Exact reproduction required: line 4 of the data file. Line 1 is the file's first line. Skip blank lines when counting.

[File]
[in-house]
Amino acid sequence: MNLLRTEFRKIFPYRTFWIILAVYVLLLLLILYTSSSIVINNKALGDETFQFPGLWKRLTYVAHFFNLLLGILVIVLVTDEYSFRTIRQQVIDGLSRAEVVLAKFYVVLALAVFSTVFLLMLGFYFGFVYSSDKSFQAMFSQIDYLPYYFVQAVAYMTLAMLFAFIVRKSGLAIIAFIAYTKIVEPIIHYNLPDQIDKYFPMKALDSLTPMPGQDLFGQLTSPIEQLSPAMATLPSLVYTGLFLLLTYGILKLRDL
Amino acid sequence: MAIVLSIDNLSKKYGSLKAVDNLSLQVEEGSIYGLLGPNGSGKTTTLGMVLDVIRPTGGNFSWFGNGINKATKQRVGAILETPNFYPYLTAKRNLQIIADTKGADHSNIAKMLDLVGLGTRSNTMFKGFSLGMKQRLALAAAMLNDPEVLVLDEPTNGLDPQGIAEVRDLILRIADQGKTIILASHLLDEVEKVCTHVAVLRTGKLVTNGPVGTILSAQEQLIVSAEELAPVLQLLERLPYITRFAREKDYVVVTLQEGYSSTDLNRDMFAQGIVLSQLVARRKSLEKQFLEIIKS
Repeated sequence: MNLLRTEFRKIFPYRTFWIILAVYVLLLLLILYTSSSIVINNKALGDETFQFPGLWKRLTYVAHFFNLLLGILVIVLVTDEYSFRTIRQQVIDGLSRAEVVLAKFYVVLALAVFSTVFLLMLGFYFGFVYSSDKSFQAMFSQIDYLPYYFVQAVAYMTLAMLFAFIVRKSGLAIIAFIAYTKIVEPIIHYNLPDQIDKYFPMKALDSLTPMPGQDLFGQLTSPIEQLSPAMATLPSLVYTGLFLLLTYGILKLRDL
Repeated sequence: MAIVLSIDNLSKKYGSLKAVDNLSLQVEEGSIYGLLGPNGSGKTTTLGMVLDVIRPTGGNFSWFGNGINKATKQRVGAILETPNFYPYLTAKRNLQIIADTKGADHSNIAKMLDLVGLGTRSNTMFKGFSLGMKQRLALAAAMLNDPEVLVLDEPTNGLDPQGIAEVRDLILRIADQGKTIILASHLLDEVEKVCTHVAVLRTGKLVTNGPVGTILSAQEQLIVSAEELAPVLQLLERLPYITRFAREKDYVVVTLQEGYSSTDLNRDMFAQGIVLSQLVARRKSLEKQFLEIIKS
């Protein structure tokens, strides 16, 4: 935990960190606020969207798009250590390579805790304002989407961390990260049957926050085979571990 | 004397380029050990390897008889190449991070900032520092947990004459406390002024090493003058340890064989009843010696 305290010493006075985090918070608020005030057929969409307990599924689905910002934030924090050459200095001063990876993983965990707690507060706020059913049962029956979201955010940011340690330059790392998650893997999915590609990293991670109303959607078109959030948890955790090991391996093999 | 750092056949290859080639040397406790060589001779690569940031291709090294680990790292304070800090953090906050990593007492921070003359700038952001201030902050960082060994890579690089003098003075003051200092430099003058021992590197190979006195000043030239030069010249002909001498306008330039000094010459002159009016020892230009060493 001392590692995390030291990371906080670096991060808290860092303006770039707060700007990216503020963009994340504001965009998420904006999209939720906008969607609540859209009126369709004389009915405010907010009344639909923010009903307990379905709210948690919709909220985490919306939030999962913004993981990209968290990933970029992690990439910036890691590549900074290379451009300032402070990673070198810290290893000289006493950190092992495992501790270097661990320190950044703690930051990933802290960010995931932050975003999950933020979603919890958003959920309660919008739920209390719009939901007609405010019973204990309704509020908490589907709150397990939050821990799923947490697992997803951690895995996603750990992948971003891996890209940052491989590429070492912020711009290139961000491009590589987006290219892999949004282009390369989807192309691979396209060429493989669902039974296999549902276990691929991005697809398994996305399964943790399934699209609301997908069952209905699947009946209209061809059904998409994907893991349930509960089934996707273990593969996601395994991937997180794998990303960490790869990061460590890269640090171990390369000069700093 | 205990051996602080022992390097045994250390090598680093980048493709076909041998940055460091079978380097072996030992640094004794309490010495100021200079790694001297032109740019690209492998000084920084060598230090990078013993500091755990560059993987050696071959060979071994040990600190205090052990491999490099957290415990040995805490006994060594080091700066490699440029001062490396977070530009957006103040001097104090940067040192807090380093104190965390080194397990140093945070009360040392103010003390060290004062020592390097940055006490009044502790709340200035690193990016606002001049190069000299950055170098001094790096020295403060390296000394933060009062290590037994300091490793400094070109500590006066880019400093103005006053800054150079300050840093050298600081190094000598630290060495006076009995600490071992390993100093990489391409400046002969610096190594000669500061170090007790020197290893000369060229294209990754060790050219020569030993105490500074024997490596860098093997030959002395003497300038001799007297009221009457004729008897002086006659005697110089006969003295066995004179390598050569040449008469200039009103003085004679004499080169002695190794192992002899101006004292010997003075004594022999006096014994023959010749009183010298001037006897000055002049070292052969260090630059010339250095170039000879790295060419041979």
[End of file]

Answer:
Repeated sequence: MNLLRTEFRKIFPYRTFWIILAVYVLLLLLILYTSSSIVINNKALGDETFQFPGLWKRLTYVAHFFNLLLGILVIVLVTDEYSFRTIRQQVIDGLSRAEVVLAKFYVVLALAVFSTVFLLMLGFYFGFVYSSDKSFQAMFSQIDYLPYYFVQAVAYMTLAMLFAFIVRKSGLAIIAFIAYTKIVEPIIHYNLPDQIDKYFPMKALDSLTPMPGQDLFGQLTSPIEQLSPAMATLPSLVYTGLFLLLTYGILKLRDL